For tech geeks and hackers, Friday the 13th may be a lucky day after all. Samsung has just released the source code for its Samsung Galaxy Note Ice Cream Sandwich kernel on AT&T. This means that developers and those who know how to fiddle with smartphone software can now tinker as much as they please.
The Ice Cream Sandwich update hit Kies a couple of days ago, and as Talk Android reports, the ICS kernel is now available for the Galaxy Note. Kies is a freeware application made by Samsung that allows users to transfer large applications easily by connection devices to a PC. It is also used to communicate between Windows and Mac operating systems.
One of the major allures to this addition is that CyanogenMod Nightlies are now supported by the AT&T variant of this smartphone-tablet hybrid.
CyanogenMod is a customized aftermarket firmware distribution available for several Android devices. The firmware is designed to increase performance and reliability of certain devices over Android-based ROMs. A variety of features and enhancements become available to users through Cyanogen that are not included in the out-of-the-box version.
This may sound similar to jailbreaking an Apple iPhone, but it is actually a different procedure. Jailbreaking is when users remove certain restrictions and limitations built into Apple's devices that run on the iOS operating system, as Android Pit acknowledges. Since Android is an open source operating system, users can make changes to the actual source code.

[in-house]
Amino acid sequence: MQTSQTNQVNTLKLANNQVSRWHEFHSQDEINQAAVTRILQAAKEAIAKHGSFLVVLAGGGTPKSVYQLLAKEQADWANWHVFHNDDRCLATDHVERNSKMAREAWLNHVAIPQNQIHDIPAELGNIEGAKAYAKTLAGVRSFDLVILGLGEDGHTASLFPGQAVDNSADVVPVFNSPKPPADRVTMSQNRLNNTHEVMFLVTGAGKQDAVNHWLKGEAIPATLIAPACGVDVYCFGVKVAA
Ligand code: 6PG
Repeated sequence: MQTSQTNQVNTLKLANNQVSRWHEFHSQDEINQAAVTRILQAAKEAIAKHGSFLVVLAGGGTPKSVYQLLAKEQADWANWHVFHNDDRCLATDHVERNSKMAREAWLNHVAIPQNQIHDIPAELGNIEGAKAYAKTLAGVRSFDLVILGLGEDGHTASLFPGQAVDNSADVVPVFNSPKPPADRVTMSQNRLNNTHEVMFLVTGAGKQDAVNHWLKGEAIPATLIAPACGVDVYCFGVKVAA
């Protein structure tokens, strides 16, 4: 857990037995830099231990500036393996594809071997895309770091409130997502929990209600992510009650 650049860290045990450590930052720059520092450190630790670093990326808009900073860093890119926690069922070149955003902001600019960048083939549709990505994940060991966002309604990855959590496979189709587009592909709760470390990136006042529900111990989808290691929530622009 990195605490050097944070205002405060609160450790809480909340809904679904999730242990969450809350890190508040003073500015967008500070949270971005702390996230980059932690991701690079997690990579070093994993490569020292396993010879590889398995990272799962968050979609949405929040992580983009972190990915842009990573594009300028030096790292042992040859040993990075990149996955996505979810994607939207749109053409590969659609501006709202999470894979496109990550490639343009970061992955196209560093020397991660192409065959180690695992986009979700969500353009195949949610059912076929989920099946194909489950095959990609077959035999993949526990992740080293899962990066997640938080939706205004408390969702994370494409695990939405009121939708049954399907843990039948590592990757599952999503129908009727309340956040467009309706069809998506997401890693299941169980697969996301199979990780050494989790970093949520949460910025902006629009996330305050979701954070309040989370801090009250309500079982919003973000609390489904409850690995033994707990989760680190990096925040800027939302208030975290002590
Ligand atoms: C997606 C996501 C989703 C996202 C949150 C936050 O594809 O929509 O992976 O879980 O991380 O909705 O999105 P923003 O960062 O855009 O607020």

Everything iOS users hope to accomplish with jailbreaking their device is already included as basic functionality within Android, writes Eric McBride of Android Pit. Rooting the device gives Android owners further control, allowing them to overcome limitations put in place by carriers and completely remove and replace the operating system.
Earlier in October, CyanogenMod Nightlies guaranteed that Ice Cream Sandwich was coming, and it looks like the promise was delivered.
Check out what the CyanogenMod 9 can do on the Samsung Galaxy S2 with ICS in the video below.